15 thoughts on “Living With a Chronic Illness: The Saga That Never Ends

  1. Kaelin B. says:

    I don’t know how you write such amazing words that just melting my heart but at the same time and so happy that I am a big part of your life and you are mine. And I read the whole thing and I am glad that you keep pushing every day of your life.❤

    Liked by 1 person

  2. kai whitaker says:

    nice dude really good info helps me and im sure others see the struggles of a chronic illness. takes courage to put your words out there in the world, and your religious beliefs. keep posting i know it gives me motivation to get through the weeks, and really a different perspective of life. keep writing!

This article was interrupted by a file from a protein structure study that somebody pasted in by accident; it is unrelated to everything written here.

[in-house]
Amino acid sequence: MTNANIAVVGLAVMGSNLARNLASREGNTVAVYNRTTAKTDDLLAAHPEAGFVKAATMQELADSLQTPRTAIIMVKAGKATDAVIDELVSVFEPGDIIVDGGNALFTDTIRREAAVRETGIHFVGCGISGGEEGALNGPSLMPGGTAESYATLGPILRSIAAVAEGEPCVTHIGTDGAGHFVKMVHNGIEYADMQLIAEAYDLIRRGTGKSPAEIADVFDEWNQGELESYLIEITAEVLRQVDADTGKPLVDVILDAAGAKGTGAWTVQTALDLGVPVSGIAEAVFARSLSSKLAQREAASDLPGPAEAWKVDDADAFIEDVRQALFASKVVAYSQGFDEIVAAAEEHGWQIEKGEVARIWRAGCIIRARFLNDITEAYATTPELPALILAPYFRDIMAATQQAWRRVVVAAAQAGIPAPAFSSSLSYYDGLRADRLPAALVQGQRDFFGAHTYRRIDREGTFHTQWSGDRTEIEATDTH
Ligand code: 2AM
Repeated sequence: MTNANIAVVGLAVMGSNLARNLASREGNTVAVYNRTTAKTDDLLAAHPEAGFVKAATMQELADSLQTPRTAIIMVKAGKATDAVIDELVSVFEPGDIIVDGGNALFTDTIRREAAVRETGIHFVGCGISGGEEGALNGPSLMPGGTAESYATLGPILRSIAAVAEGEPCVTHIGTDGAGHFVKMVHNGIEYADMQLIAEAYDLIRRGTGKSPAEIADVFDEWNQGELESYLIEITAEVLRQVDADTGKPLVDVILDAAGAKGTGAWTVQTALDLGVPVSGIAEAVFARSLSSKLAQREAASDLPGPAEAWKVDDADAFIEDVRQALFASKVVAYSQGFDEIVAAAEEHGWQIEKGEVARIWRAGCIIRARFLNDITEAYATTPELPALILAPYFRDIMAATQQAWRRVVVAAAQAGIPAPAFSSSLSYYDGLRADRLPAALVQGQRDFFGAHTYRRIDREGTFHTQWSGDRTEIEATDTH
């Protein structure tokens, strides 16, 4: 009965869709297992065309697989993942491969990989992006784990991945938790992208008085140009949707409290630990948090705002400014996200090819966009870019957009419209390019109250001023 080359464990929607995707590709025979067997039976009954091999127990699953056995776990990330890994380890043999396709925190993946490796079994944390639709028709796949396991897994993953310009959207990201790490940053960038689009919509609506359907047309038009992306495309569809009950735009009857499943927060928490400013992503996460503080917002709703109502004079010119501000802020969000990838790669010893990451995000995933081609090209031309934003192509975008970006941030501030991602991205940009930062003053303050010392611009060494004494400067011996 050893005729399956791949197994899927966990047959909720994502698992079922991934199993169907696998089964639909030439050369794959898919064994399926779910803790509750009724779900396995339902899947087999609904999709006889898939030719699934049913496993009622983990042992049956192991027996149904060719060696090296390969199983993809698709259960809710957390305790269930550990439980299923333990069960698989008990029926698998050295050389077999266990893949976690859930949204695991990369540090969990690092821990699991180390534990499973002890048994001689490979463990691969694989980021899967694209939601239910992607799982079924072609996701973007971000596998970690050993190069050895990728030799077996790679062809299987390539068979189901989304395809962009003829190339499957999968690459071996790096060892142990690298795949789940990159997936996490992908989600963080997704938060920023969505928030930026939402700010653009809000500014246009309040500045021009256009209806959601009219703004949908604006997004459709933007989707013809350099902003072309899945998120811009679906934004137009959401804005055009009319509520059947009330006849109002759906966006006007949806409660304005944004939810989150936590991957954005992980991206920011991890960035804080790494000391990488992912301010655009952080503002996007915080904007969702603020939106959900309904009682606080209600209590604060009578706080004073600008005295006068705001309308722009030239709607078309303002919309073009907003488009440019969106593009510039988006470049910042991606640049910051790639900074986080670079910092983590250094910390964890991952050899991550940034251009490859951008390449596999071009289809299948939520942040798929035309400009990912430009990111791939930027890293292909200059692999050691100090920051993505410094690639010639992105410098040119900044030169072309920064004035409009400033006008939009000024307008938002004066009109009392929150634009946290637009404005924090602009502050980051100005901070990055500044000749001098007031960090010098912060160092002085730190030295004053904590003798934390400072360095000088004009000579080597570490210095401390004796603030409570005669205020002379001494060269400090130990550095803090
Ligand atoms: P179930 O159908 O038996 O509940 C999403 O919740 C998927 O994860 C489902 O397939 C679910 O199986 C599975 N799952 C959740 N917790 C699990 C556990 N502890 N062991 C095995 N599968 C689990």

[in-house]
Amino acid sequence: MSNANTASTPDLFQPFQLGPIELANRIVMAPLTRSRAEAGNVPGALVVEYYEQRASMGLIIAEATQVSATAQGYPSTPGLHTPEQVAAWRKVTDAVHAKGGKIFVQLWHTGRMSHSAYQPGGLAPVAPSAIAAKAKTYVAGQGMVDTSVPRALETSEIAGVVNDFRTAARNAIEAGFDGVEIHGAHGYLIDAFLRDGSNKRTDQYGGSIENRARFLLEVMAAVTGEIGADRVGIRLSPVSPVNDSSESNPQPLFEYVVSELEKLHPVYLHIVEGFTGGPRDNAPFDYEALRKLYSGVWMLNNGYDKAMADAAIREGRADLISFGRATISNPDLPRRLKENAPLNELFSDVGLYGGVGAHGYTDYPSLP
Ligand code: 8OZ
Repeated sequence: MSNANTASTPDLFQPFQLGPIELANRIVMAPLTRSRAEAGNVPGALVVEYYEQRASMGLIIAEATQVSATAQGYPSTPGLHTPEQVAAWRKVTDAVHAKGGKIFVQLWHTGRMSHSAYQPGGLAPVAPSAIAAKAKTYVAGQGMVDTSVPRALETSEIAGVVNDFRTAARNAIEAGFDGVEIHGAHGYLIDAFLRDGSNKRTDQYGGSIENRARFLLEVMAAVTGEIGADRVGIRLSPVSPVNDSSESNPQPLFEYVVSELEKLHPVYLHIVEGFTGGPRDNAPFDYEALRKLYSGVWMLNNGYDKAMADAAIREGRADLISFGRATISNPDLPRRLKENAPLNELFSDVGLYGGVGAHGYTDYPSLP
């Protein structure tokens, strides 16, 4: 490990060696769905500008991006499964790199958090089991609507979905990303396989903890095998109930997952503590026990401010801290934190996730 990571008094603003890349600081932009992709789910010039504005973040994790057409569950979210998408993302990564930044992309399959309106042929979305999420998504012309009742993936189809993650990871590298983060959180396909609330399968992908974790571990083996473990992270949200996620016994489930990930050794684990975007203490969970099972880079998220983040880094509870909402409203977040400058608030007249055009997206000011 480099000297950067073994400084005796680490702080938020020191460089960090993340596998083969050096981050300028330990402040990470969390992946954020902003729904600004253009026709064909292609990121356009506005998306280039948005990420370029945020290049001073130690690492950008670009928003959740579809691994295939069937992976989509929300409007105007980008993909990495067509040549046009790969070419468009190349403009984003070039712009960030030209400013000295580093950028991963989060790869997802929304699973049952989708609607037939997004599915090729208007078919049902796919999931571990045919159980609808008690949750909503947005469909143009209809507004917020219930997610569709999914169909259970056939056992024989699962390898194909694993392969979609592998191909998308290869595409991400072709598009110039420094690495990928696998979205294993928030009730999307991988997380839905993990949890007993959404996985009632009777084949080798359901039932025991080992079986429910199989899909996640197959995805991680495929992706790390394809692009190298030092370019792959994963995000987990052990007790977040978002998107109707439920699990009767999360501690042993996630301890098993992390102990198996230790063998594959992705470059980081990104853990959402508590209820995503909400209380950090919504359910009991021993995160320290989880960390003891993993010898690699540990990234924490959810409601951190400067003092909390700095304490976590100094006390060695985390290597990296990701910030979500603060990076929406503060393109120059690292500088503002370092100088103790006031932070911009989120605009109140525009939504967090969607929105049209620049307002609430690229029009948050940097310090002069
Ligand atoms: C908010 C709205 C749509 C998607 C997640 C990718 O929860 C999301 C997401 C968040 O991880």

Liked by 1 person

  3. kai whitaker says:

    really amazing dude, this is great to read about what you have been dealing with your whole life. proud of you for putting yourself out there and sharing your experience and current life. takes courage to do what you are doing, to open your life to everyone, its brave and i respect that. keep writing it really is fantastic.

    Liked by 1 person